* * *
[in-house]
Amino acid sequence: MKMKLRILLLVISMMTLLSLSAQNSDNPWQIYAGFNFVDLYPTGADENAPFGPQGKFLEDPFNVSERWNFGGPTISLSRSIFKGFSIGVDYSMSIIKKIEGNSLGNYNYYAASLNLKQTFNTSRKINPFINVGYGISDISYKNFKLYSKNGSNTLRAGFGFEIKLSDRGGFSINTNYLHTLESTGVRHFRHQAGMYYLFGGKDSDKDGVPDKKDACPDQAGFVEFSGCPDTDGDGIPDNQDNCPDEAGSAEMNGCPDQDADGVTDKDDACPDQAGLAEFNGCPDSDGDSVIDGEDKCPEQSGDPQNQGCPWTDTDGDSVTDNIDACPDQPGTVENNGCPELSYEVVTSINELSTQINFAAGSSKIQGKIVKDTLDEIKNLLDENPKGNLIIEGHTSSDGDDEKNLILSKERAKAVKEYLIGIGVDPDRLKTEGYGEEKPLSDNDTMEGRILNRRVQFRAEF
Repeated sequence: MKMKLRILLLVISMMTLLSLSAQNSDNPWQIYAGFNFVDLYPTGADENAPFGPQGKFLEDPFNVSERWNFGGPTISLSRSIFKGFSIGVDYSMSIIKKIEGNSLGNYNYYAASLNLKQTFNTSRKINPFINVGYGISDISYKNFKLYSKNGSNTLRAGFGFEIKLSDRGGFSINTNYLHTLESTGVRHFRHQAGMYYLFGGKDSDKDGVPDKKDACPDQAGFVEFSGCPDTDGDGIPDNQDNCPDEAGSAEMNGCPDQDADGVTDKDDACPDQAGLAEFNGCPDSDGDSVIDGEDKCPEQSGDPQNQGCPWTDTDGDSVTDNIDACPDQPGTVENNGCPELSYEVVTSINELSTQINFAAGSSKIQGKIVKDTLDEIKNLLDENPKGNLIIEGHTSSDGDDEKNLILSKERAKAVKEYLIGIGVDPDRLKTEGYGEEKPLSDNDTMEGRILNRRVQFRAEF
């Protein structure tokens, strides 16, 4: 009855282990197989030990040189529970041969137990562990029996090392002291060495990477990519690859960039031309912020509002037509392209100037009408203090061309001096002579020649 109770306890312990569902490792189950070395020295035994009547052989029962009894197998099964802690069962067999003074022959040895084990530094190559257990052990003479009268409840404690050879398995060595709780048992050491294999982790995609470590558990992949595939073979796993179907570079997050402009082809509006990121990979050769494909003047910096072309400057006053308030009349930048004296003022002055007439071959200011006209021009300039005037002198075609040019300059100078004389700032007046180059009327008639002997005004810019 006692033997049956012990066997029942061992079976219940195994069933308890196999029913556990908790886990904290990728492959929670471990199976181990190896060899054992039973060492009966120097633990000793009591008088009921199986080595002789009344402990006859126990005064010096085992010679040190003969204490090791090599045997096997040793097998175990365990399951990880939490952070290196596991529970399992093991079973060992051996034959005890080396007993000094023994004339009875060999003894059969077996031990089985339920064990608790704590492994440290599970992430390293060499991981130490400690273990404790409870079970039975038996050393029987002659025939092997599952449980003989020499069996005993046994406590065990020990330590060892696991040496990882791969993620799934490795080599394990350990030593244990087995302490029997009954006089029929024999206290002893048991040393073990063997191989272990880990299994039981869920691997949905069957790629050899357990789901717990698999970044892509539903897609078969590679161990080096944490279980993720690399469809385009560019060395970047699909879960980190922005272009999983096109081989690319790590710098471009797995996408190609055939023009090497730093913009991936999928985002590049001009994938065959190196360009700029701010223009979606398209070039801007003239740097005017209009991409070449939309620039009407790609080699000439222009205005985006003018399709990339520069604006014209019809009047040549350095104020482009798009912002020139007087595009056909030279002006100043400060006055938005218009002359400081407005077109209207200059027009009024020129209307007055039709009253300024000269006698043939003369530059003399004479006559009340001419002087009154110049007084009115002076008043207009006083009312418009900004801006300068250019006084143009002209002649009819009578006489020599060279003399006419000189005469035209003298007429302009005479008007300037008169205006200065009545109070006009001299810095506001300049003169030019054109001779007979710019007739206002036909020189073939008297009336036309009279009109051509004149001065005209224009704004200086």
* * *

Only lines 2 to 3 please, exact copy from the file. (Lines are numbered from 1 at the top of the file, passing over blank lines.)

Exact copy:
Amino acid sequence: MKMKLRILLLVISMMTLLSLSAQNSDNPWQIYAGFNFVDLYPTGADENAPFGPQGKFLEDPFNVSERWNFGGPTISLSRSIFKGFSIGVDYSMSIIKKIEGNSLGNYNYYAASLNLKQTFNTSRKINPFINVGYGISDISYKNFKLYSKNGSNTLRAGFGFEIKLSDRGGFSINTNYLHTLESTGVRHFRHQAGMYYLFGGKDSDKDGVPDKKDACPDQAGFVEFSGCPDTDGDGIPDNQDNCPDEAGSAEMNGCPDQDADGVTDKDDACPDQAGLAEFNGCPDSDGDSVIDGEDKCPEQSGDPQNQGCPWTDTDGDSVTDNIDACPDQPGTVENNGCPELSYEVVTSINELSTQINFAAGSSKIQGKIVKDTLDEIKNLLDENPKGNLIIEGHTSSDGDDEKNLILSKERAKAVKEYLIGIGVDPDRLKTEGYGEEKPLSDNDTMEGRILNRRVQFRAEF
Repeated sequence: MKMKLRILLLVISMMTLLSLSAQNSDNPWQIYAGFNFVDLYPTGADENAPFGPQGKFLEDPFNVSERWNFGGPTISLSRSIFKGFSIGVDYSMSIIKKIEGNSLGNYNYYAASLNLKQTFNTSRKINPFINVGYGISDISYKNFKLYSKNGSNTLRAGFGFEIKLSDRGGFSINTNYLHTLESTGVRHFRHQAGMYYLFGGKDSDKDGVPDKKDACPDQAGFVEFSGCPDTDGDGIPDNQDNCPDEAGSAEMNGCPDQDADGVTDKDDACPDQAGLAEFNGCPDSDGDSVIDGEDKCPEQSGDPQNQGCPWTDTDGDSVTDNIDACPDQPGTVENNGCPELSYEVVTSINELSTQINFAAGSSKIQGKIVKDTLDEIKNLLDENPKGNLIIEGHTSSDGDDEKNLILSKERAKAVKEYLIGIGVDPDRLKTEGYGEEKPLSDNDTMEGRILNRRVQFRAEF